The development is worrying, especially since the number of people living in high-poverty areas fell 25 percent, to 7.2 million from 9.6 million, between 1990 and 2000. Back then, concentrated poverty was declining in part because the economy was booming. The Earned Income Tax Credit boosted the take-home pay for many poor families. (Studies have shown the EITC also creates a feeling of social inclusion and citizenship among low-income earners.) The unemployment rate fell as low as 3.8 percent, and the first minimum wage increases in a decade made it easier for families to get by. Programs to disassemble housing projects in big cities such as Chicago and Detroit eradicated some of the most concentrated poverty in the country, Jargowsky told me.
A recent article identified 35 disturbing facts about income inequality. Among these is the fact that in 81 percent of American counties, the median income is $52,000 - less than it was 15 years ago. Over the past 25 years, the economy has grown 83 percent and corporate profits have doubled. Yet despite American workers being twice as productive as they once were, the middle class is shrinking.
There have been warnings by several people, including the rich, that income inequality will lead to problems. You may recall billionaire investor Nick Hanaeur's warning to his fellow 1 percenters last year, "The Pitchforks Are Coming ... For Us Plutocrats."
But let’s speak frankly to each other. I’m not the smartest guy you’ve ever met, or the hardest-working. I was a mediocre student. I’m not technical at all—I can’t write a word of code. What sets me apart, I think, is a tolerance for risk and an intuition about what will happen in the future. Seeing where things are headed is the essence of entrepreneurship. And what do I see in our future now?
I see pitchforks.
At the same time that people like you and me are thriving beyond the dreams of any plutocrats in history, the rest of the country—the 99.99 percent—is lagging far behind. The divide between the haves and have-nots is getting worse really, really fast. In 1980, the top 1 percent controlled about 8 percent of U.S. national income. The bottom 50 percent shared about 18 percent. Today the top 1 percent share about 20 percent; the bottom 50 percent,just 12 percent.
But the problem isn’t that we have inequality. Some inequality is intrinsic to any high-functioning capitalist economy. The problem is that inequality is at historically high levels and getting worse every day. Our country is rapidly becoming less a capitalist society and more a feudal society. Unless our policies change dramatically, the middle class will disappear, and we will be back to late 18th-century France. Before the revolution. And so I have a message for my fellow filthy rich, for all of us who live in our gated bubble worlds: Wake up, people. It won’t last. If we don’t do something to fix the glaring inequities in this economy, the pitchforks are going to come for us. No society can sustain this kind of rising inequality. In fact, there is no example in human history where wealth accumulated like this and the pitchforks didn’t eventually come out. You show me a highly unequal society, and I will show you a police state. Or an uprising. There are no counterexamples. None. It’s not if, it’s when.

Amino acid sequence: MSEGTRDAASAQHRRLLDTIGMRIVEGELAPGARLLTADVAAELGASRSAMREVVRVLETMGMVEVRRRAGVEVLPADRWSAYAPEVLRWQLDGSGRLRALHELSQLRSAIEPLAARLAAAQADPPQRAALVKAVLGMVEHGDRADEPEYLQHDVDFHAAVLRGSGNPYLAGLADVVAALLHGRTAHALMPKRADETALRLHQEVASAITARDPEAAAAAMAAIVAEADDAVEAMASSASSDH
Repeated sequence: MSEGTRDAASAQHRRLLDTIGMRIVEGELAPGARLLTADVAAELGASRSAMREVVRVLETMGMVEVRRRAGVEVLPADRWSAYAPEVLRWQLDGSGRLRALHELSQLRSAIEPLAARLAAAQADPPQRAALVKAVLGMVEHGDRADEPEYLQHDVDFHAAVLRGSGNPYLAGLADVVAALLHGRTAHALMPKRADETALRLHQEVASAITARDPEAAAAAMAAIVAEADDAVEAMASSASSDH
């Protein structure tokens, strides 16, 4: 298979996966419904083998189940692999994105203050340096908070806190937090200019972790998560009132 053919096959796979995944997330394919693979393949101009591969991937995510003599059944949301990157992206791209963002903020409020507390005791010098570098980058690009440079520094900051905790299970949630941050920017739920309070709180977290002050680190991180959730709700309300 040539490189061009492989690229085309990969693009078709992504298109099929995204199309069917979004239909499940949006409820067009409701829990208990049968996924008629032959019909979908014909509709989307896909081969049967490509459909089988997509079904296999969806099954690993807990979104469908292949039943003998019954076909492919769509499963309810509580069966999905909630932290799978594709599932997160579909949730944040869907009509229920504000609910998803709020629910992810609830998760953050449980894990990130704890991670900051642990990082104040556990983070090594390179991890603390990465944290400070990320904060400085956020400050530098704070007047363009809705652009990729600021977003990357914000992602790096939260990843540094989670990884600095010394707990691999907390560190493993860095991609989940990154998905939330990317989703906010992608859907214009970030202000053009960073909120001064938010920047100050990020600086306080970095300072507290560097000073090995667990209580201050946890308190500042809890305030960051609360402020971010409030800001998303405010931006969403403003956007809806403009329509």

Hanauer is still speaking out on this issue. This past week, entrepreneur Peter Georgescu wrote an article in the New York Times warning of rising inequality and calling on businesses to address income inequality. He calls for government to provide tax incentives to pay more to workers earning $80,000 annually or less.
Meanwhile, Senator Bernie Sanders has an upcoming book that proposes such steps as ending off shore tax havens, putting a transaction tax on Wall Street speculators, ending tax subsidies for oil, coal and gas, and establishing a progressive estate tax.
In the end, I think that our country and others will have to address the rising tide of income inequality. History shows that rising poverty leads to political unrest. I have the confidence that we can address this and that the middle class will not be something that students will have to learn about in history books as we wonder which new oligarch will lead what was once the "Free World."